What a Successful Congress of the International Union of Food Science and Technology!

As I compose this Editorial, I am in Capetown South Africa attending the 15th Congress of the International Union of Food Science and Technology (IUFoST). The opening ceremony was colorful, graced by among others Prof Ejeta Gebisa( the 2009 World Food Prize Laureate).

What is exciting as one enters South Africa, through Johanesburg  and Capetown, or even as one walks around,  is the lingering aura of the World Cup. The residual effects are tremendous and I would imagine it is going to take a while before the mention of  the 2010 World Cup  highlights stop coming up in almost every conversation with a South African national. It left a good feeling. Even this time, when we were addressing a topic other than sports, we could not help associating ourselves with what clearly was a top world  event, so excellently executed and pulled off by the people of South Africa. In this conference, there was plenty of good food and mention of it everywhere.

Like the soccer world cup, this too was the first time the IUFoST Congress was taking place on the mother continent. The IUFoST Congress was well organized, well attended especially by young African food scientists for whom the organizers secured funding to attend. Food company exhibitions were many and the impression I got this time was that everyone is conscious of production efficiency and is cognizant of global environmental concerns, including climate change. Processing food with nutrition in mind, and promoting consumption of antioxidants were obvious messages.

Food quality should be a concern of us all. We are all aware the baby food market is huge out there especially as mothers get more and more into the workplace. I see in Kenya a lot of formulations for young children in the supermarkets, made mostly from finger millets, groundnuts, and soybeans. Such products can only be sold in the supermarkets after they have been certified by the Kenya Bureau of Standards (the mark they carry being KEBS). A big challenge here of course is that small local companies rarely can find their way to such big international events. More important is the need to ensure the quality and safety of such formulations.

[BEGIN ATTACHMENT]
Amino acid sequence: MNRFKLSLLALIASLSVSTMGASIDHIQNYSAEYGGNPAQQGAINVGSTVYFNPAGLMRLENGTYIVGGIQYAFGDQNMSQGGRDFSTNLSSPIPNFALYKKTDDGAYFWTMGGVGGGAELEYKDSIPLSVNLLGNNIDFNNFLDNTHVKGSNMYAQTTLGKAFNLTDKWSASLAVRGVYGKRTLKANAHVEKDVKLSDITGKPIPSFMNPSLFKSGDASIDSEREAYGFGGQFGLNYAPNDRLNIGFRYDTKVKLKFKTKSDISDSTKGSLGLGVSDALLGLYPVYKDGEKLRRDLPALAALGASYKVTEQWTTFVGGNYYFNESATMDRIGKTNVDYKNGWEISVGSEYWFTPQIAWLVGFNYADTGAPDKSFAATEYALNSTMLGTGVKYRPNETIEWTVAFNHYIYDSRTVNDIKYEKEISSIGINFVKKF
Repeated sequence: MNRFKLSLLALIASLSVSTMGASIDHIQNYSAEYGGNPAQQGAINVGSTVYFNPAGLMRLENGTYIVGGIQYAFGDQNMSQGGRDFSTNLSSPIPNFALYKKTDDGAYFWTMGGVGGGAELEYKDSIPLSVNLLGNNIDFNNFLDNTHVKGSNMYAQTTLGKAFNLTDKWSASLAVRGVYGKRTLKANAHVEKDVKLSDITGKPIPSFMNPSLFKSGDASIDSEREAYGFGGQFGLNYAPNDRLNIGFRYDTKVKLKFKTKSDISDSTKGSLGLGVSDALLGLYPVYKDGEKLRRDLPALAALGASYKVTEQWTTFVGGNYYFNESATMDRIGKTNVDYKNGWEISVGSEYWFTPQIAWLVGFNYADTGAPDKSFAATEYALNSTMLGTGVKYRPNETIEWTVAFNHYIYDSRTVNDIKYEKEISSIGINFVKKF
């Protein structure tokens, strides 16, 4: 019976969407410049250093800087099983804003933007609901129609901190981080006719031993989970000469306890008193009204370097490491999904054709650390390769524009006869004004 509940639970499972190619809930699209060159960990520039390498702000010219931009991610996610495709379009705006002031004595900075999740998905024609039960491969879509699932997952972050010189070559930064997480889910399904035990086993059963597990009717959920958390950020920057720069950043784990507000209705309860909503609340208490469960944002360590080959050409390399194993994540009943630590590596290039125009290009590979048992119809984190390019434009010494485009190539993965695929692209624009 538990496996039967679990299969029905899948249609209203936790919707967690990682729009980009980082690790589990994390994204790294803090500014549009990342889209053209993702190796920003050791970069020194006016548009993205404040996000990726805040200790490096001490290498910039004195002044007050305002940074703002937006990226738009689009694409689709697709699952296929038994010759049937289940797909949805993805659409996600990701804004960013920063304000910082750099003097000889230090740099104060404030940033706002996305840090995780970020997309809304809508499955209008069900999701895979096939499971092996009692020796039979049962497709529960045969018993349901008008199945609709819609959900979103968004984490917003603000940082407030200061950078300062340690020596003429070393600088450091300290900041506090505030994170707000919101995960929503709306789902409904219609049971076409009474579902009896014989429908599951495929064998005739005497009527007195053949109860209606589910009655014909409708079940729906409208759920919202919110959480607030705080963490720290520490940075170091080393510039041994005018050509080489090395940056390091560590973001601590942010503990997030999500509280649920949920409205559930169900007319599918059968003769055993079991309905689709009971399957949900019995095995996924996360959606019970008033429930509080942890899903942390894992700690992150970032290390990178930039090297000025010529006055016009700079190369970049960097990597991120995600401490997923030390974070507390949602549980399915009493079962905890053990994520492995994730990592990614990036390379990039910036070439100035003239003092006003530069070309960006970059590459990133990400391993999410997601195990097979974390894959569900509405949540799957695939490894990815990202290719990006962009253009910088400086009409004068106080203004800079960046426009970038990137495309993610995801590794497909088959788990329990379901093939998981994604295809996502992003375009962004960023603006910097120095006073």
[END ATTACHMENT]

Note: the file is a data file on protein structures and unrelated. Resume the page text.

But then, how will the local industry grow if it is not supported by some of these multinational companies whose main market is in the developing world?

The issue of capacity building and training featured prominently at the conference.

It was appreciated that many young food scientists from Africa were supported to attend the Congress, with some making oral and poster presentations. We (professional leaders) would like to appeal to those with the means including our own governments to support human resource development to help assure and monitor national and regional food systems, and to curb food losses that continue to be reported across the continent.

The 16th Congress will be held in Brazil in 2012. Please watch this space for the announcement of the same. Let me end by applauding the organizers for a great and most successful 15th IUFoST Congress that saw attendance by nearly 2000 participants.

Ruth Oniang'o
Editor-in-Chief, AJFAND

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